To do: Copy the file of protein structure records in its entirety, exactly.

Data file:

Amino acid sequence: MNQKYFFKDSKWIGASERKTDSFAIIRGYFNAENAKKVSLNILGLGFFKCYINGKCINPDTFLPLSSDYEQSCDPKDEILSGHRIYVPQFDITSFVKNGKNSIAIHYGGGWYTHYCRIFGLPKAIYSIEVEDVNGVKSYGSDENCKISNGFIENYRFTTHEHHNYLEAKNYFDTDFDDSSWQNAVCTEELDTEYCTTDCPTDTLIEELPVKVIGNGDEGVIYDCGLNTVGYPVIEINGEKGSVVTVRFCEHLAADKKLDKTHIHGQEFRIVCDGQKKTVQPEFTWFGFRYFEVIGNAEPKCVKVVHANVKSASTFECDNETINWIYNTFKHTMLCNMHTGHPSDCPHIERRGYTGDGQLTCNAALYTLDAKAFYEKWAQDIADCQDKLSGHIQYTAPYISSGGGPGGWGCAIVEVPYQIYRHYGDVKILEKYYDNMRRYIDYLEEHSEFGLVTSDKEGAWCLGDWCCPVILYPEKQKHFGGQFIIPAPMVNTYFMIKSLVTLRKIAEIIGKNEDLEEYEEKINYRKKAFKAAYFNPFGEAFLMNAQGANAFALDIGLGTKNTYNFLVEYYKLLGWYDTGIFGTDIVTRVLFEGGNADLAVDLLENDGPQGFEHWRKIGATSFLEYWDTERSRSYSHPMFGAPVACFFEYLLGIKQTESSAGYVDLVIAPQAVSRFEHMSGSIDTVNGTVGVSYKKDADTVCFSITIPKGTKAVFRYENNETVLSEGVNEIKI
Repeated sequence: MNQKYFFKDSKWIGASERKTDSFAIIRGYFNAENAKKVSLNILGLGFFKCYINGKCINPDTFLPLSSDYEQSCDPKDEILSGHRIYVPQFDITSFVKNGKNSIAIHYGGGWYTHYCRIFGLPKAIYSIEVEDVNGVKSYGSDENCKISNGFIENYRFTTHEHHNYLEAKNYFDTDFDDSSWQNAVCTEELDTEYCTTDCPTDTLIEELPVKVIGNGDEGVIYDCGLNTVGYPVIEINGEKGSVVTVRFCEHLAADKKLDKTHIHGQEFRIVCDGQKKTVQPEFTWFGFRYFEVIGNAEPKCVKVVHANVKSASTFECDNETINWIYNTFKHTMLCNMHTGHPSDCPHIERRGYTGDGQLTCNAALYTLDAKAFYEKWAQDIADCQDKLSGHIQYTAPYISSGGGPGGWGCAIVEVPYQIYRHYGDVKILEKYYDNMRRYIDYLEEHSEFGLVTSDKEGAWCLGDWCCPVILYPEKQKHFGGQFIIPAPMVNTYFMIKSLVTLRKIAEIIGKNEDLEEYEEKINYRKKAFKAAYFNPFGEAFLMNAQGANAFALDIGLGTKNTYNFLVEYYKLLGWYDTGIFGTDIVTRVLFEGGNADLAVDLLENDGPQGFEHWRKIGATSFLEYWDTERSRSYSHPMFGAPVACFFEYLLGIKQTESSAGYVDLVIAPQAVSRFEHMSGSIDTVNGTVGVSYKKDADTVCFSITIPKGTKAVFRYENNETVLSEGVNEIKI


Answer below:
Amino acid sequence: MNQKYFFKDSKWIGASERKTDSFAIIRGYFNAENAKKVSLNILGLGFFKCYINGKCINPDTFLPLSSDYEQSCDPKDEILSGHRIYVPQFDITSFVKNGKNSIAIHYGGGWYTHYCRIFGLPKAIYSIEVEDVNGVKSYGSDENCKISNGFIENYRFTTHEHHNYLEAKNYFDTDFDDSSWQNAVCTEELDTEYCTTDCPTDTLIEELPVKVIGNGDEGVIYDCGLNTVGYPVIEINGEKGSVVTVRFCEHLAADKKLDKTHIHGQEFRIVCDGQKKTVQPEFTWFGFRYFEVIGNAEPKCVKVVHANVKSASTFECDNETINWIYNTFKHTMLCNMHTGHPSDCPHIERRGYTGDGQLTCNAALYTLDAKAFYEKWAQDIADCQDKLSGHIQYTAPYISSGGGPGGWGCAIVEVPYQIYRHYGDVKILEKYYDNMRRYIDYLEEHSEFGLVTSDKEGAWCLGDWCCPVILYPEKQKHFGGQFIIPAPMVNTYFMIKSLVTLRKIAEIIGKNEDLEEYEEKINYRKKAFKAAYFNPFGEAFLMNAQGANAFALDIGLGTKNTYNFLVEYYKLLGWYDTGIFGTDIVTRVLFEGGNADLAVDLLENDGPQGFEHWRKIGATSFLEYWDTERSRSYSHPMFGAPVACFFEYLLGIKQTESSAGYVDLVIAPQAVSRFEHMSGSIDTVNGTVGVSYKKDADTVCFSITIPKGTKAVFRYENNETVLSEGVNEIKI
Repeated sequence: MNQKYFFKDSKWIGASERKTDSFAIIRGYFNAENAKKVSLNILGLGFFKCYINGKCINPDTFLPLSSDYEQSCDPKDEILSGHRIYVPQFDITSFVKNGKNSIAIHYGGGWYTHYCRIFGLPKAIYSIEVEDVNGVKSYGSDENCKISNGFIENYRFTTHEHHNYLEAKNYFDTDFDDSSWQNAVCTEELDTEYCTTDCPTDTLIEELPVKVIGNGDEGVIYDCGLNTVGYPVIEINGEKGSVVTVRFCEHLAADKKLDKTHIHGQEFRIVCDGQKKTVQPEFTWFGFRYFEVIGNAEPKCVKVVHANVKSASTFECDNETINWIYNTFKHTMLCNMHTGHPSDCPHIERRGYTGDGQLTCNAALYTLDAKAFYEKWAQDIADCQDKLSGHIQYTAPYISSGGGPGGWGCAIVEVPYQIYRHYGDVKILEKYYDNMRRYIDYLEEHSEFGLVTSDKEGAWCLGDWCCPVILYPEKQKHFGGQFIIPAPMVNTYFMIKSLVTLRKIAEIIGKNEDLEEYEEKINYRKKAFKAAYFNPFGEAFLMNAQGANAFALDIGLGTKNTYNFLVEYYKLLGWYDTGIFGTDIVTRVLFEGGNADLAVDLLENDGPQGFEHWRKIGATSFLEYWDTERSRSYSHPMFGAPVACFFEYLLGIKQTESSAGYVDLVIAPQAVSRFEHMSGSIDTVNGTVGVSYKKDADTVCFSITIPKGTKAVFRYENNETVLSEGVNEIKI